The amount of electricity generated by low-carbon sources in the UK stalled in 2019, Carbon Brief analysis shows.

Low-carbon electricity output from wind, solar, nuclear, hydro and biomass rose by just 1 terawatt hour (TWh, less than 1%) in 2019. It represents the smallest annual increase in a decade, where annual growth averaged 9TWh. This growth will need to double in the 2020s to meet UK climate targets while replacing old nuclear plants as they retire.

Some 54% of UK electricity generation in 2019 came from low-carbon sources, including 37% from renewables and 20% from wind alone. A record-low 43% was from fossil fuels, with 41% from gas and just 2% from coal, also a record low. In 2010, fossil fuels generated 75% of the total.

Carbon Brief’s analysis of UK electricity generation in 2019 is based on figures from BM Reports and the Department for Business, Energy and Industrial Strategy (BEIS). See the methodology at the end for more on how the analysis was conducted.

The numbers differ from those published earlier in January by National Grid, which were for electricity supplied in Great Britain only (England, Wales and Scotland, but excluding Northern Ireland), including via imports from other countries.

Low-carbon low

In 2019, the UK became the first major economy to target net-zero greenhouse gas emissions by 2050, increasing the ambition of its legally binding Climate Change Act.

To date, the country has cut its emissions by around two-fifths since 1990, with almost all of its recent progress coming from the electricity sector.

Emissions from electricity generation have fallen rapidly in the decade since 2010 as coal power has been almost phased out and even gas output has declined. Fossil fuels have been displaced by falling demand and by renewables, such as wind, solar and biomass.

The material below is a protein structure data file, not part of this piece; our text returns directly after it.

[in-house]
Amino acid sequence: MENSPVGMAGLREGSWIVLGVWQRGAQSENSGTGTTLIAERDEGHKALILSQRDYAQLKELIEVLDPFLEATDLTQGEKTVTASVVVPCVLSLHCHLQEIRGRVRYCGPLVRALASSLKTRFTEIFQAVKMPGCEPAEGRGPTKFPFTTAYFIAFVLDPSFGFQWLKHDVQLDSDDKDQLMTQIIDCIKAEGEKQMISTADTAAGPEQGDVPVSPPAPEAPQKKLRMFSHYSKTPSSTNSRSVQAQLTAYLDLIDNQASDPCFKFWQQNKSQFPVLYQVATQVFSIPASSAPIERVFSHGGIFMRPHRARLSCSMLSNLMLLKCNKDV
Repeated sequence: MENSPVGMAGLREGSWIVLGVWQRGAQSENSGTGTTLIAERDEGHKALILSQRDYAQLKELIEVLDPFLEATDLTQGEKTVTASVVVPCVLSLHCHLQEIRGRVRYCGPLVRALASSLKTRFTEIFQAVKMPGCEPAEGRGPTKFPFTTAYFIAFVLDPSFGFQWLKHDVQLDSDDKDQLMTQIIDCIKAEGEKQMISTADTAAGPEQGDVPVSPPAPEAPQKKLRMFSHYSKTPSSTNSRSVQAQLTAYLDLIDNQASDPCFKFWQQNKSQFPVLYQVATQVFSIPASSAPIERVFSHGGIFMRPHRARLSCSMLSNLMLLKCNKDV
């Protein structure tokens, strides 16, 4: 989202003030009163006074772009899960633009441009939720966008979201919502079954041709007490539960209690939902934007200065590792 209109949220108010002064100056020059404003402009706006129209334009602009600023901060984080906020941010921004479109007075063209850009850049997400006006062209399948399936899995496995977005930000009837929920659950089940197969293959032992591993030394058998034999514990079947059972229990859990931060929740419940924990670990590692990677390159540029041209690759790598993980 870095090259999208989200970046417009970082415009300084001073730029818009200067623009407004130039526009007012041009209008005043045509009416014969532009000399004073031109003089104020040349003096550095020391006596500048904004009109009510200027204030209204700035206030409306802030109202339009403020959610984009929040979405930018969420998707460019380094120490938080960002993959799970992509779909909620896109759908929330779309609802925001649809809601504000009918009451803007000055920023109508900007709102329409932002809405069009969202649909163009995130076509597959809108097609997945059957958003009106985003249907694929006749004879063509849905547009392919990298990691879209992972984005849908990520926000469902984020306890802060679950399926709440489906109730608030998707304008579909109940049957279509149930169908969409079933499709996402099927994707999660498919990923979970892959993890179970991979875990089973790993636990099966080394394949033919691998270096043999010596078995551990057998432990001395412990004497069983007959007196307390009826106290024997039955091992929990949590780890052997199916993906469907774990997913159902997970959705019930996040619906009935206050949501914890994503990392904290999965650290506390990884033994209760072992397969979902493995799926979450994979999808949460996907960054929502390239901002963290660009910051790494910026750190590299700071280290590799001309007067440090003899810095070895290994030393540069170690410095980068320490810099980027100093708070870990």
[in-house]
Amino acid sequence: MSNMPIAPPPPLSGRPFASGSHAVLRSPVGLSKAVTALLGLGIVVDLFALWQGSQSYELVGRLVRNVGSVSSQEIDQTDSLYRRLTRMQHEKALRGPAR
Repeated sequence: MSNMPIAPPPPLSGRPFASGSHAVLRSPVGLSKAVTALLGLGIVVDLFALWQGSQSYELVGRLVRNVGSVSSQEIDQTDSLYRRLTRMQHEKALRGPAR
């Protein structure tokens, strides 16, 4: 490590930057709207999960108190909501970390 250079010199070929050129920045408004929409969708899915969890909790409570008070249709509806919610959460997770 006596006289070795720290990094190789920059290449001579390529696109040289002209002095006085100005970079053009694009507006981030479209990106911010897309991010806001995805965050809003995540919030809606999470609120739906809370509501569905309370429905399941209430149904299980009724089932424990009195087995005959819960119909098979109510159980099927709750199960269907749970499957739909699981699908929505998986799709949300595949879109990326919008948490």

But Carbon Brief’s annual analysis of UK electricity generation shows progress stalled in 2019, with the output from low-carbon sources barely increasing compared to a year earlier.

The chart below shows low-carbon generation in each year since 2010 (grey bars) and the estimated level in 2019 (red). The pale grey bars show the estimated future output of existing low-carbon sources after old nuclear plants retire and the pale red bars show the amount of new generation needed to keep electricity sector emissions to less than 100 grammes of CO2 per kilowatt hour (gCO2/kWh), the UK’s nominal target for the sector.

 Annual electricity generation in the UK by fuel, terawatt hours, 2010-2019. Top panel: fuel by fuel. Bottom panel: cumulative total generation from all sources. Source: BEIS energy trendsBM Reports and Carbon Brief analysis. Chart by Carbon Brief using Highcharts.

As the chart shows, the UK will require significantly more low-carbon electricity over the next decade as part of meeting its legally binding climate goals.

The nominal 100gCO2/kWh target for 2030 was set in the context of the UK’s less ambitious goal of cutting emissions to 80% below 1990 levels by 2050. Now that the country is aiming to cut emissions to net-zero by 2050, that 100gCO2/kWh indicator is likely to be the bare minimum.

Even so, it would require a rapid step up in the pace of low-carbon expansion, compared to the increases seen over the past decade. On average, low-carbon generation has risen by 9TWh each year in the decade since 2010 – including a rise of just 1TWh in 2019.

Given scheduled nuclear retirements and rising demand expected by the Committee on Climate Change (CCC) – with some electrification of transport and heating – low-carbon generation would need to increase by 15TWh each year until 2030, just to meet the benchmark of 100gCO2/kWh.

For context, the 3.2 gigawatt (GW) Hinkley C new nuclear plant being built in Somerset will generate around 25TWh once completed around 2026. The world’s largest offshore windfarm, the 1.2GW Hornsea One scheme off the Yorkshire coast, will generate around 5TWh each year.

The new Conservative government is targeting 40GW of offshore wind by 2030, up from today’s figure of around 8GW. If policies are put in place to meet this goal, then it could keep power sector emissions below 100gCO2/kWh, depending on the actual performance of the windfarms built.

However, new onshore wind and solar, further new nuclear or other low-carbon generation, such as gas with carbon capture and storage (CCS), is likely to be needed if demand is higher than expected, or if the 100gCO2/kWh benchmark is too weak in the context of net-zero by 2050.